Typically, IT was used to measure uptimes, availability, application response time, and similar technology related indicators. These were deemed critical, and most meetings ended up discussing slow application response times or lack of support during month end peaks. This used to happen until realization of the futility of such measures (across the table), as these parameters did not present a true picture of the ground reality.
In the meanwhile, the IT Head also got smarter in his evolution into the CIO role. He began correlating with business outcomes in such a way that the audience began to appreciate discussion around parameters that they understood. Projects were reviewed on timelines and budgets; somewhere, the additional parameter “business value” was added, and everyone agreed. Quite a few technology solutions and consulting companies continue to offer CIO dashboards revolving around the old paradigm of availability and budgets. Today, there’s enough buzz around the business outcomes, but these are not yet figuring on the CIO dashboards.
CIO dashboards are now no different from that of other CXOs, with maybe one or two IT specific metrics being reported or monitored. One of them could be the disaster recovery site’s health, should the business contingency plan be put into action. The second may revolve around the IT organization’s financial health, considering that most IT budgets are now equivalent to an SME’s business balance sheet. As organizations adopt balance scorecards across the enterprise, the discussion around CXO dashboards become irrelevant. As business evolves from viewing reports to dashboards to gaining actionable insights into key business activities, I believe that the dashboards will be relegated to history. Our current state matters, and what we did to reach where we are. It’s also important to know why we are here, and where we should head for.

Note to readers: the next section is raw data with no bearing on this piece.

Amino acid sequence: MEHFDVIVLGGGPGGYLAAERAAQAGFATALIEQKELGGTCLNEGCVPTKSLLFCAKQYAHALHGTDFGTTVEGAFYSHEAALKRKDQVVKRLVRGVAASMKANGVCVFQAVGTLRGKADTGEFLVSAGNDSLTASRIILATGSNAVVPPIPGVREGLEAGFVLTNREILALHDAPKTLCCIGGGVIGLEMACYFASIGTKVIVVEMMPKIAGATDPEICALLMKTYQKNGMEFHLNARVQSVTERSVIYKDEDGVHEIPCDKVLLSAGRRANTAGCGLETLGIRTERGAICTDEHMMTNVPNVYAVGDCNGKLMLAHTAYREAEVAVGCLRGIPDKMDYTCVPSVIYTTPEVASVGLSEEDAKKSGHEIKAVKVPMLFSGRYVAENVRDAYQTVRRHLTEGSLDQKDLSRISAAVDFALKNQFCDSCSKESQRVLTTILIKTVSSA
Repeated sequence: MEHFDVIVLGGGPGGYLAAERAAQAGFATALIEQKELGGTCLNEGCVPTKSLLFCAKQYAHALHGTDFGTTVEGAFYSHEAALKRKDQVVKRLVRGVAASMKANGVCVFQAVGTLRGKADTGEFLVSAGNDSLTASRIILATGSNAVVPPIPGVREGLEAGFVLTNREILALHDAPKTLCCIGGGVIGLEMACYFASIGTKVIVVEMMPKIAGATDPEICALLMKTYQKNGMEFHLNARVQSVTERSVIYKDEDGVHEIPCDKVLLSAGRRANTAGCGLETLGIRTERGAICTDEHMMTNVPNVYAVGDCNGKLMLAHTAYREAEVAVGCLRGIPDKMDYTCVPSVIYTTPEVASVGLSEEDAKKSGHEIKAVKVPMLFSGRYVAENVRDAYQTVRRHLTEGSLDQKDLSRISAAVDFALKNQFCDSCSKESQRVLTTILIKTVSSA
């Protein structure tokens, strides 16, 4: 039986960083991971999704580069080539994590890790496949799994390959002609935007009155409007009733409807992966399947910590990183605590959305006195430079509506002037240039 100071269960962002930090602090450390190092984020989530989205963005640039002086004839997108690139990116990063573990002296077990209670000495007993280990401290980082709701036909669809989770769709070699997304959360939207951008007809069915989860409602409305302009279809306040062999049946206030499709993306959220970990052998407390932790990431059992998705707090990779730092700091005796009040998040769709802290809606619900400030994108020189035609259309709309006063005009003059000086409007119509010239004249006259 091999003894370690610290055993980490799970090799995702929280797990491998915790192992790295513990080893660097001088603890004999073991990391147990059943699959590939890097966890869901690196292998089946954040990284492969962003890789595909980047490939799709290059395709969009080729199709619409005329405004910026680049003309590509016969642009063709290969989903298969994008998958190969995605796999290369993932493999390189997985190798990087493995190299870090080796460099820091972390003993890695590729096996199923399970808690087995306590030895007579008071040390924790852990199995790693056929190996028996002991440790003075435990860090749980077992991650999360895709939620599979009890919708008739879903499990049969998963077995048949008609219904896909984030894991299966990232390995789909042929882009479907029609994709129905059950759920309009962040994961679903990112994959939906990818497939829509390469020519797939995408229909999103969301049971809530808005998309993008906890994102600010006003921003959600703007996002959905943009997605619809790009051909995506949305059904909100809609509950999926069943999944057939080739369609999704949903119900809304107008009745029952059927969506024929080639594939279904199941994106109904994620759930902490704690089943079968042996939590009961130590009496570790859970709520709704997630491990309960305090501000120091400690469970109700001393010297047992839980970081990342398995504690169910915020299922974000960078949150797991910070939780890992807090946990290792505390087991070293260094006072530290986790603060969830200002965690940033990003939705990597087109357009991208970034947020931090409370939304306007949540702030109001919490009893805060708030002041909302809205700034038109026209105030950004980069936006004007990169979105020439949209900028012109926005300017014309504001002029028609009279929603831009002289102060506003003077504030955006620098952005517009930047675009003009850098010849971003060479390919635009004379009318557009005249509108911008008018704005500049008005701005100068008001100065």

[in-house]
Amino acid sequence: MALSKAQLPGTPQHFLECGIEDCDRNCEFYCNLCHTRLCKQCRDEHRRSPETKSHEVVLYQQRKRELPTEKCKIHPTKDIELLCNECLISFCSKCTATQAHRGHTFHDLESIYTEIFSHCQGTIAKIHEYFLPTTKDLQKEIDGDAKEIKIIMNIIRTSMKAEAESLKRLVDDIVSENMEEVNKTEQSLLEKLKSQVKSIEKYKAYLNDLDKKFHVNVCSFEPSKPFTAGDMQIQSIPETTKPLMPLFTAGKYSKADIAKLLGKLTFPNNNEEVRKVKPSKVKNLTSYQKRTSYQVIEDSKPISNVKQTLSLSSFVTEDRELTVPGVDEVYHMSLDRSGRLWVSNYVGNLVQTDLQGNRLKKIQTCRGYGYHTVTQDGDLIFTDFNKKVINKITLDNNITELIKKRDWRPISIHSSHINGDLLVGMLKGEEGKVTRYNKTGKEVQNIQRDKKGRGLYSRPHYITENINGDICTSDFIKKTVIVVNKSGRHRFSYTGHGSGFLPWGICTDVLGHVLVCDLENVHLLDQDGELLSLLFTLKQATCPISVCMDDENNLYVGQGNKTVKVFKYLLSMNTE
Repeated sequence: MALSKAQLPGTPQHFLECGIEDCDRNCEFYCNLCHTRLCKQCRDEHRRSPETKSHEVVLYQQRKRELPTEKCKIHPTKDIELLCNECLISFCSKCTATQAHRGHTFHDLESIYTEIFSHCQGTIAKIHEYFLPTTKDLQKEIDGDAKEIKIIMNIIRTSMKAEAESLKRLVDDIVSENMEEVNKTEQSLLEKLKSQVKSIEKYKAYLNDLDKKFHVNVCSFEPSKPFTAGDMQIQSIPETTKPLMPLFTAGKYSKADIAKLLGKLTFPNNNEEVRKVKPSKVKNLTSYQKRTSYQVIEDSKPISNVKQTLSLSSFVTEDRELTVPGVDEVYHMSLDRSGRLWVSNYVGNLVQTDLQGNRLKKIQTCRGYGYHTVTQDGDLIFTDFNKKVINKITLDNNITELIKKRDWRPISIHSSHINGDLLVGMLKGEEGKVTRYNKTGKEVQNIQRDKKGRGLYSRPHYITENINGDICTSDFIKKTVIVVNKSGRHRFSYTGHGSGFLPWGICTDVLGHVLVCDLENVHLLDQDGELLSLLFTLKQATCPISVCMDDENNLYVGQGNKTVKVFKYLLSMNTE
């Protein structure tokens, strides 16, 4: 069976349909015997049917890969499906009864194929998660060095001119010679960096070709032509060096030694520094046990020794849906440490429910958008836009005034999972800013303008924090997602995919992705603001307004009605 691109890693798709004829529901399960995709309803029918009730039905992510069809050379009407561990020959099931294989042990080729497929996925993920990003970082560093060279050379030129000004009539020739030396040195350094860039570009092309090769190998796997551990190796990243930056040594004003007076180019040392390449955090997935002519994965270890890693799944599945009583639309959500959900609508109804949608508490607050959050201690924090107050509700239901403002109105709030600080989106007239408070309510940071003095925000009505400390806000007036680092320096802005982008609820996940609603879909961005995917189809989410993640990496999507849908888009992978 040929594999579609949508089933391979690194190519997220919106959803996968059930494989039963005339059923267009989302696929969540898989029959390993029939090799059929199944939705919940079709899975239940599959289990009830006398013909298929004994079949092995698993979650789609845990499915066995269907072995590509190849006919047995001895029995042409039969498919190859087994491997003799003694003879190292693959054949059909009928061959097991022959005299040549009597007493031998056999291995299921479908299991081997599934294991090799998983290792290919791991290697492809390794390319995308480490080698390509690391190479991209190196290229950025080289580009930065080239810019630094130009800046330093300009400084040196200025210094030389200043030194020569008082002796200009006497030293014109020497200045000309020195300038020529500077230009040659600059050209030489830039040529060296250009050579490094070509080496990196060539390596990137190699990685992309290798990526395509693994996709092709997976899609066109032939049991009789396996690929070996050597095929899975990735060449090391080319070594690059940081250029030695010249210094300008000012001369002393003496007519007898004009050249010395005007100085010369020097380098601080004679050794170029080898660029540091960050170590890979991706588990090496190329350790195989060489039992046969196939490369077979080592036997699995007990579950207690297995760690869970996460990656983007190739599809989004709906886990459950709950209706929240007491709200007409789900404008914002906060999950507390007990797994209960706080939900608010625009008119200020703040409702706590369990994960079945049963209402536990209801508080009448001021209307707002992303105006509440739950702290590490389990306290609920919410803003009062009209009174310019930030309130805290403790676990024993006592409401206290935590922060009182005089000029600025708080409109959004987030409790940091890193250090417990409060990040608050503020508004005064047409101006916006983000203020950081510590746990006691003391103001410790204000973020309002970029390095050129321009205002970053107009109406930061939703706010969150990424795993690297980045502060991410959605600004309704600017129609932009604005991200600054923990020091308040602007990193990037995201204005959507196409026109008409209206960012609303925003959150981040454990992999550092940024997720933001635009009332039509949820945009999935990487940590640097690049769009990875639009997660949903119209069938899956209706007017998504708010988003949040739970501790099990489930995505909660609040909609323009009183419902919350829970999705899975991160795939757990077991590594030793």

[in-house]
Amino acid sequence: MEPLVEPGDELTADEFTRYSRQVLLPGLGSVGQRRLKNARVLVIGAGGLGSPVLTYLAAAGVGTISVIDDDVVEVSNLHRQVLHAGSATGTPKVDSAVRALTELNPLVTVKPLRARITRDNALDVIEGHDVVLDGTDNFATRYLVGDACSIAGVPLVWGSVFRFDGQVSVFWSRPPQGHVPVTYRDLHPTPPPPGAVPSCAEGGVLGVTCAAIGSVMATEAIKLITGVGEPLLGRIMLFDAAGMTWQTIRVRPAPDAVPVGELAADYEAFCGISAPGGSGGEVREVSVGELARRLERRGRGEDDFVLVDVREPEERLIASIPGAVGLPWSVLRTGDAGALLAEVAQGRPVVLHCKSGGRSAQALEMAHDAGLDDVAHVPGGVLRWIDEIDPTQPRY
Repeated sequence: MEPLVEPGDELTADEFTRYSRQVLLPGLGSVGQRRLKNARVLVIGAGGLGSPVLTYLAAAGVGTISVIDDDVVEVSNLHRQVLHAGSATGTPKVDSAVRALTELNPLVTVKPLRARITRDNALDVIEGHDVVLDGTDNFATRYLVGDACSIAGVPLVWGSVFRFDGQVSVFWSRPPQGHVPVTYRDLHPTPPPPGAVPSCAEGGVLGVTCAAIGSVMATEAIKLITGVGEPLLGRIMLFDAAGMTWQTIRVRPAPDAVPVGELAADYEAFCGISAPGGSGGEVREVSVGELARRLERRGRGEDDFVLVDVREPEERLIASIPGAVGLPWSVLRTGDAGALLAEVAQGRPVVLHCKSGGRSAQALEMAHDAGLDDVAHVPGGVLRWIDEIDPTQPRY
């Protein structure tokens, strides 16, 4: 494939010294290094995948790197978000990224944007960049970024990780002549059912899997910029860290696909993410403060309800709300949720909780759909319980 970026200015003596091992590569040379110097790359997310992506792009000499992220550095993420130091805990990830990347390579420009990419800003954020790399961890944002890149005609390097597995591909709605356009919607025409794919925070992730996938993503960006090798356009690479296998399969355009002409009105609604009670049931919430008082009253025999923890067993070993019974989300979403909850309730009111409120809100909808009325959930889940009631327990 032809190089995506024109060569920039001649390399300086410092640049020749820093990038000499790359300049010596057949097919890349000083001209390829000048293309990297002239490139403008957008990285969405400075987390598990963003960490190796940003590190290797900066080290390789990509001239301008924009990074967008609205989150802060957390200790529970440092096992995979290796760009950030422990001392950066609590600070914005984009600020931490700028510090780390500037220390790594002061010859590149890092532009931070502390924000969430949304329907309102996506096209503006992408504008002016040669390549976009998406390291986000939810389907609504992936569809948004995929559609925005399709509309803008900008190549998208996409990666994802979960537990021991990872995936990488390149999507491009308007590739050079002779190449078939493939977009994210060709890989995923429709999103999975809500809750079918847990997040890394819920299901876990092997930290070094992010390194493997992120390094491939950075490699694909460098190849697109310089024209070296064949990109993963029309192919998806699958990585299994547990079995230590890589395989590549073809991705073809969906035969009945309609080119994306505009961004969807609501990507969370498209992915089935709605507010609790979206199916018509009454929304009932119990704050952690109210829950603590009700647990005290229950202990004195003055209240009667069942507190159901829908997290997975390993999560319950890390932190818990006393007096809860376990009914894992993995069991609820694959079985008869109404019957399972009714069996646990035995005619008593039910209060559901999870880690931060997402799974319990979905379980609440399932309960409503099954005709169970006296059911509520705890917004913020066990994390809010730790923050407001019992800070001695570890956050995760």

Annual appraisals bring this into the limelight, as this is probably the best discussion that most CEOs have with the CIO. Clarity of thought is important, as you prepare for this discussion. Maybe, it’s time to challenge the CEO (or whoever your Manager is), on the metrics for your next evaluation.
Monday, March 15, 2010
Some parts of the world continue to face issues, albeit to a lesser degree. The turnaround time required for these players is slower than developing nations, where the upswing is visible, and there is already talk about withdrawal of government instituted stimulus. With the sun just beginning to raise its head over the horizon and returning growth, the problems of economic growth have already started bothering companies.
Problems? Yes, economic growth has its issues. I’m referring to the problem of talent retention.
During recessionary trends and slowdown, organizations tightened their belts. Increments were frozen cold, and many took a cut (which hurt), but then it was better than losing your job. Bonuses and variable pay were also victims of the reducing top lines. Most business units squeezed out costs. Thus, fixed costs came down, and helped generate better profitability ratios than ever imagined by many enterprises. Employees stayed put, and worked diligently to help companies tide over difficult times.